# When will total interest be 2500?

Asked by

dotlin (

422)
October 31st, 2010

we have £5000 in a bank with 8% interest

year 1 £400

year 2 £430

work out when total interest will be 2500

The other questions in this book dealt with working out answers using graphs, I know there are other ways to work this out but can you work this out using the line rule y=mx+b and other similar rules?

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## 7 Answers

I don’t necessarily want the answer but an explanation of how to work it out.

I am a little confused by the statement of the problem. The interest the first year would be 400 pounds, as stated. That would give a total of 5400 pounds in the bank. The interest for the second year would be .08 * 5400 = 432 pounds, not 430 pounds.

The key to working with this type of problem is to see that the total amount of money at the end of the first year is 1.08 times greater, once we add interest to principal. The total amount after two years is 1.08*1.08*5000. The total after n years is (1.08)^n*5000. To find the part that is interest, just subtract the original deposit of 5000, so you get (1.08)^n-5000=2500. You can solve this problem by working with logarithms.

If this is compound interest

A = P*(1+r/q)^(nq)

A is the total amount earned, including interest, P is the starting principal, r is the interest rate, n is the # of years, and q is the number of times that the interest is added each year. Just plug in 7500 for A (the total interest plus the strarting 5000) and all of the other numbers, and solve for n. I know that this is not the sort of equation that you are looking for, but the actual equation is extremely complicated. It would be something like y=(log_(1+r/q) (x/P))/q, where you would solve for x = 7500.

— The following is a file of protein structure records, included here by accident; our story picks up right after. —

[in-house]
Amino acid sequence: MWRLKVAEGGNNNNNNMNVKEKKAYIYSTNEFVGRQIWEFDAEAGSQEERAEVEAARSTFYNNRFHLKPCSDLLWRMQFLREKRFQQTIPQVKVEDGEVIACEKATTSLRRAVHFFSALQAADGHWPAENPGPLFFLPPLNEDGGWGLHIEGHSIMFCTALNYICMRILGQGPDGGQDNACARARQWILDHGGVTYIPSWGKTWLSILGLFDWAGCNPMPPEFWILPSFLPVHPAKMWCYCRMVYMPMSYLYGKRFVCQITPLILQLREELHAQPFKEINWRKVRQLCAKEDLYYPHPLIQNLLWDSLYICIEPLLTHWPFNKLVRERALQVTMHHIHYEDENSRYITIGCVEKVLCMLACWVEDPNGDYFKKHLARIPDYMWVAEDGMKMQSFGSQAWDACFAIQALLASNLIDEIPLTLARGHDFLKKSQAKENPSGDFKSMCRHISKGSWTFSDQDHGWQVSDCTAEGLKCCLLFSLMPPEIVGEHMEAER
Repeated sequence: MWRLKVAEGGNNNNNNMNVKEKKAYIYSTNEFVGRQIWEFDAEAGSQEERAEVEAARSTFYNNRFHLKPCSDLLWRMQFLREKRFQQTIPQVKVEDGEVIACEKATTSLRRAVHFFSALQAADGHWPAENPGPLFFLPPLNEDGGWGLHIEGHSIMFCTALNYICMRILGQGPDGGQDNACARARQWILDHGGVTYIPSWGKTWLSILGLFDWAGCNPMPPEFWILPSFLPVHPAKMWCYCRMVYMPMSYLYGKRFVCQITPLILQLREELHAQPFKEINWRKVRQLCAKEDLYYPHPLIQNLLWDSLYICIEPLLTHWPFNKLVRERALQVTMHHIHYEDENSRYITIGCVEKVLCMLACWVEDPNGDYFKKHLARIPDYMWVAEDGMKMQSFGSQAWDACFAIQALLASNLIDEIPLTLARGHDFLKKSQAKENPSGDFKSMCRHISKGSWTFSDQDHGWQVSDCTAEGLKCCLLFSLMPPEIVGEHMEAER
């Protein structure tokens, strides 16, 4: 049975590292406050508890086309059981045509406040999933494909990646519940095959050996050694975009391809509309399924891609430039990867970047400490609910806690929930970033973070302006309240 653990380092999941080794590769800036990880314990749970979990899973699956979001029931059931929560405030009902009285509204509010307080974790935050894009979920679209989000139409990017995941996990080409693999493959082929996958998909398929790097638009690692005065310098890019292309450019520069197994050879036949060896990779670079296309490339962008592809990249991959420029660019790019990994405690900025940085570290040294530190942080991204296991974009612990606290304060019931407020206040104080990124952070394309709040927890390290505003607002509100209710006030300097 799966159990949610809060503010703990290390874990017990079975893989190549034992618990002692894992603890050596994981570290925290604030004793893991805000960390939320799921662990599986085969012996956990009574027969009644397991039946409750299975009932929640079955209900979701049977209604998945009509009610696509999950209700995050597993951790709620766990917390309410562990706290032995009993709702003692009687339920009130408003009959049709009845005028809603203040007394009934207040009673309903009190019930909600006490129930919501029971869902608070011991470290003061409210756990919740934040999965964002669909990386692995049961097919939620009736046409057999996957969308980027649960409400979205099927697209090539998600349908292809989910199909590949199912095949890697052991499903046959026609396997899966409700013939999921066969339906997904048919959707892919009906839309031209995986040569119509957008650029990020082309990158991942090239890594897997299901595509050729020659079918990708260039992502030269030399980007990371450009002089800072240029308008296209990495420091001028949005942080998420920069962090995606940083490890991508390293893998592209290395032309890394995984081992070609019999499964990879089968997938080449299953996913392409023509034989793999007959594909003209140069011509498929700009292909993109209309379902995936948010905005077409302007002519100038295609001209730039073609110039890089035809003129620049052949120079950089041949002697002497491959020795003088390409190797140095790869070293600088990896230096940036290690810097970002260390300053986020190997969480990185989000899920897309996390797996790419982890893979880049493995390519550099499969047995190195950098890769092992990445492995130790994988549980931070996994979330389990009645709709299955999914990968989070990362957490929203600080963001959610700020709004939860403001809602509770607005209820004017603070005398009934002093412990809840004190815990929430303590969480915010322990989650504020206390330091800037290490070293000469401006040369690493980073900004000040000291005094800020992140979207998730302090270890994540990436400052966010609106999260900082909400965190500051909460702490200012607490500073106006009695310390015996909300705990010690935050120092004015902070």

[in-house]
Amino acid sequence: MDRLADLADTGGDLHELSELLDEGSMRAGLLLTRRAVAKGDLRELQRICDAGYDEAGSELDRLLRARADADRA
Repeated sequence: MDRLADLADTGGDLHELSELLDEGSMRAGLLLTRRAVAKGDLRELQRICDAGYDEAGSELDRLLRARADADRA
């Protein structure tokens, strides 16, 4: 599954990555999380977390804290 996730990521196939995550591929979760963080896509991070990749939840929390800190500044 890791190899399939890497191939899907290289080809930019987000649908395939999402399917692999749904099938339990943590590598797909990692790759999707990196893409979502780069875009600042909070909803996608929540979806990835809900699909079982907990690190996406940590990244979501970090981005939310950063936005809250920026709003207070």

Err will continue where everyone else has left off to show you the solution when working with logarithms just in case you didn’t know. As mentioned, the formula which you will be using is:

5000*(1.08)^n = 7500

(5000 is the original deposit, multiplied by 1.08^n where n represents the number of years passed. 7500 is the target amount you want).

so you take the log of both sides:

log 5000(1.08)^n = log 7500.

then we can rearrange this using the rules that *log x^y = y log x* and *log xy = log x + log y* to get:

log 5000 + n log 1.08 = log 7500

we subtract log 5000 from both sides to get:

n log 1.08 = log 7500 – log 5000

this second half of the equation can be rewritten again (using the same idea as the *log xy = log x + log y* rule mentioned earlier, but swapping the multiplication for division and the addition for subtraction) to get:

n log 1.08 = log 1.5

we then finish by dividing by log 1.08 to get:

n = log 1.5 / log 1.08

then we can solve using a calculator to find the solution of 5.27.

Finally, don’t forget to round up to find your answer :D.

Having messed up in giving the solution, let me see if I can redeem myself by showing how you can check your answer by using non-compounded interest. For a low number like 1.08 and a short period of time like 5.7 years, the non-compounded solution should be fairly close. 8% interest on 5000 pounds is 400 pounds. 2500/400= 6.25, or about half a year longer than compounding, which seems reasonable.

don’t invest. its a scheme… legit banks don’t give 8% interest anymore

Get a financial calculator like the TI-BA2+

It does amortization in a heartbeat.

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